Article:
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Deadheading on the Fourth of July

July 5, 2016

There is a kind of pleasure in gardening on a hot, steamy day after a week of rain, not because the body is comfortable, but because once you get past the sauna-like atmosphere as you wade into a sea of daylilies to weed and deadhead, you find a kind of glory in playing God. In your primeval, swampy, steamy garden, you begin to believe you have complete control to change the world. Reaching down into the earth, you experience the rare pleasure of feeling the tenacious roots of weeds yielding easily. The clinging, red, North Carolina clay even gives up Bermuda grass roots after several days of soaking rains—a miracle if ever I saw one.

Gardening time means thinking time. It is best not to contemplate the slushy mud at your feet or the mosquitoes feasting on your flesh, but on the world you are creating and re-creating. Chopping off a spent daylily bloom suddenly brightens the garden, pulling out a clump of crabgrass reveals a lovely chocolaty backdrop for your Shasta Daisies to shine. You see the asters begin to breathe as you clear away the suffocating pigweed. Yes, that must be what God feels like when He looks down and sees what He has set in motion.

There is a difference between us and God. When we plant a garden, we do not set things to spinning and then step back to observe how free will might play out. No, we keep our hands right down in that mud, moving our creation around, changing, pruning, thinning, deadheading. We can’t leave well enough alone and let our garden get itself into a right proper mess, with plants stepping out of their boundaries, taking over more vulnerable beauties, crowding, littering, running rampant, out of control. We determinedly pull and pluck, dig and plant, convinced that we eventually will eradicate all the weeds, we will keep the verbena to a respectable height and the black-eyed Susans vertical. Once we get the right combination of nutrition, nothing will flop over, sprawling into the pathways. Disease and pests will find an impermeable barrier at the edge of our yards. Bunnies are allowed, but they can’t eat the phlox. Or the hosta.  We strive for perfection, even when we prefer our perfection to look untamed. I like a riot of colors, a variety of heights and breadths, a garden that looks wild and exuberant, but is weed-free, disease-free, flop free, and not too rambunctious. In other words, I tell it: be wild and full of abandon, but mind your manners. Constrain your enthusiasm. Don’t elbow your neighbors. You know, that kind of wild and full of abandon. Messy, but pretty, like Julia Robert’s hair the morning after.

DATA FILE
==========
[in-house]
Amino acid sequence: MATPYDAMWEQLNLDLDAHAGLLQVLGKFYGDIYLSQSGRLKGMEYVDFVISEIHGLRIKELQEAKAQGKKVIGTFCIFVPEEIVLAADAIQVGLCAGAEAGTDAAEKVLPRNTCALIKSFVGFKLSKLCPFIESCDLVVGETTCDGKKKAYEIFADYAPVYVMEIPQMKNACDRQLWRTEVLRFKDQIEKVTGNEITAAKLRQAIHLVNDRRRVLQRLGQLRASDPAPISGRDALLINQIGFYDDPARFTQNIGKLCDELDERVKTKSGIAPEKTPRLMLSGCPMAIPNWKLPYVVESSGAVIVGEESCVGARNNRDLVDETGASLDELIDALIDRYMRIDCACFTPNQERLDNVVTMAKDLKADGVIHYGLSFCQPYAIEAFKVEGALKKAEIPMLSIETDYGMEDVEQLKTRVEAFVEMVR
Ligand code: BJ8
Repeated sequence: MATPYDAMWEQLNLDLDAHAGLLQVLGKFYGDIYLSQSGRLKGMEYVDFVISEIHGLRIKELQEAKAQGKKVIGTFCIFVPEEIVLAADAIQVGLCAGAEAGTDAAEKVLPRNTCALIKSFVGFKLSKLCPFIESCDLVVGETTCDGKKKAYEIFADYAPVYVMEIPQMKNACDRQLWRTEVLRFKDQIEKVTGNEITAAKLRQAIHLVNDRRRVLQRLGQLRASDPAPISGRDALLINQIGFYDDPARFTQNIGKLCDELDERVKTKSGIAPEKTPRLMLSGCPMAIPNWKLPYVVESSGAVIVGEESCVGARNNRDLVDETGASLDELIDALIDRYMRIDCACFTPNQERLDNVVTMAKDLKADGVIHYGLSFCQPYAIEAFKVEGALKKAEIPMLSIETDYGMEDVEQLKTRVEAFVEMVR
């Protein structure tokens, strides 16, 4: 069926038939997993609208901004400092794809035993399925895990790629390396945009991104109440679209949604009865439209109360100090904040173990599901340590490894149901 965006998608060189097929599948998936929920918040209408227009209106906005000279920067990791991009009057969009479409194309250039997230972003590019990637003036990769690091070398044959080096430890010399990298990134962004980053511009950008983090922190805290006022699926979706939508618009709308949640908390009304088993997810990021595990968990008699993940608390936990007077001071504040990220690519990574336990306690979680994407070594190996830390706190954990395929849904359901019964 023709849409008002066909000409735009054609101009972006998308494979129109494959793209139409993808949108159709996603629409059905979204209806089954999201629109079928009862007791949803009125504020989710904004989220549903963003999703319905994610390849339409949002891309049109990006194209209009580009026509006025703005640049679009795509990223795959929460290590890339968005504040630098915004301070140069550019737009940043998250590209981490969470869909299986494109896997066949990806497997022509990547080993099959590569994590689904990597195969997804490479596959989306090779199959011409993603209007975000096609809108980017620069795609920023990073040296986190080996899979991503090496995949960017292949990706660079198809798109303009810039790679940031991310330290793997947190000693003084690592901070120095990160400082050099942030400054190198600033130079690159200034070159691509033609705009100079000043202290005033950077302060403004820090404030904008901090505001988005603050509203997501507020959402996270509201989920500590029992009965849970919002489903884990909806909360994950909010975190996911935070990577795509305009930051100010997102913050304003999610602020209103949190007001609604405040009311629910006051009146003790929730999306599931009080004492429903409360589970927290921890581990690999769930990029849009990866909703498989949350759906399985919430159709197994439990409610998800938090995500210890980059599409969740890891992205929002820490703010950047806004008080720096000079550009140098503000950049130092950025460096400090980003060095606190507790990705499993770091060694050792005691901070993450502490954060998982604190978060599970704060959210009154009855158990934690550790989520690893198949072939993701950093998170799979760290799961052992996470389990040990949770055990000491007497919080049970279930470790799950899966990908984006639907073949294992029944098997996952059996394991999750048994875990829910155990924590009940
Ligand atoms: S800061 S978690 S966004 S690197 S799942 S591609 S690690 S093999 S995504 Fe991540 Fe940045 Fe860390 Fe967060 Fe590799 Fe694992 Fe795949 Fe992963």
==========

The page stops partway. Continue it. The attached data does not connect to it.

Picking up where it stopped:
As I clip, pull, and sweat, I find myself wishing that God would come garden in us more. It seems He has wantonly scattered Life without even looking to see where things landed. He sends the rain and the sunshine at sometimes-odd intervals, enough to generally sustain the Life He began, but even those are capricious, sometimes as destructive as they are nourishing. It’s as if He just threw everything, the robust and the delicate, the beautiful and the vile, the mannerly and the boorish onto the empty field, then stood back, keeping His hands off to let us run amuck as we choose. I am reminded of the parable about the seeds falling on good ground, on hard ground, and amid the weeds. Only the seeds that fall on good, clean, fertile ground take root and bear fruit. The unlucky ones are doomed to wither without ever fulfilling their destiny. Why? Is this a form of predestination? Or is it a parable of how our reckless exercise of free will lands us in a barren and desolate place?

I can’t answer those theological questions. I can only ask them as I ponder whether or not to dig out the excess daylilies now or wait until the fall, or if I should go ahead and chop down those stalks that still have one unopened bud on them, knowing that tomorrow it will be completely spent and I will have to brave the mosquitoes and spiders to wade back into the mass to do it then. (Always, I decide to let the last bloom have its day. It kills me to waste a single day of daylily glory. Roses, too. I can’t bring myself to lop off a huge mass of spent blooms if there is a single unopened bud left in the middle.)

So, in the cauldron of summer, when it is hot, muggy, mosquito infested, and squishy underfoot, I weed and deadhead and ponder the mysteries of life and eternity, and become the kind of god I wish Our God would be sometimes—controlling His Creation, making it nicer, cleaner, tidier, but with the illusion that we are completely free to live as we choose. I impose my will on my subjects, for a little while, at least, telling myself that it is getting closer to perfection because of my hard work. And then I step away for a moment. When I look again, I see that, in fact, I have not succeeded at all. Nature is nothing, if not Free Will. I suppose that God, in His wisdom, has set Free Will as one of the laws of the universe. It also seems that we humans want free will all to ourselves. I want to do what I want to do, but I also want others to do what I want them to do. The madness of it is, I actually believe that eventually, I will be able to impose my will on my creation, and my little Eden will bow to it.

I would write more, but I see that the beautyberry bush has grown so big that it is crowding out the rose beside it. That’s just as well. The rose would look better if I move it between the birdbath and the purple irises. Time to go play god again.

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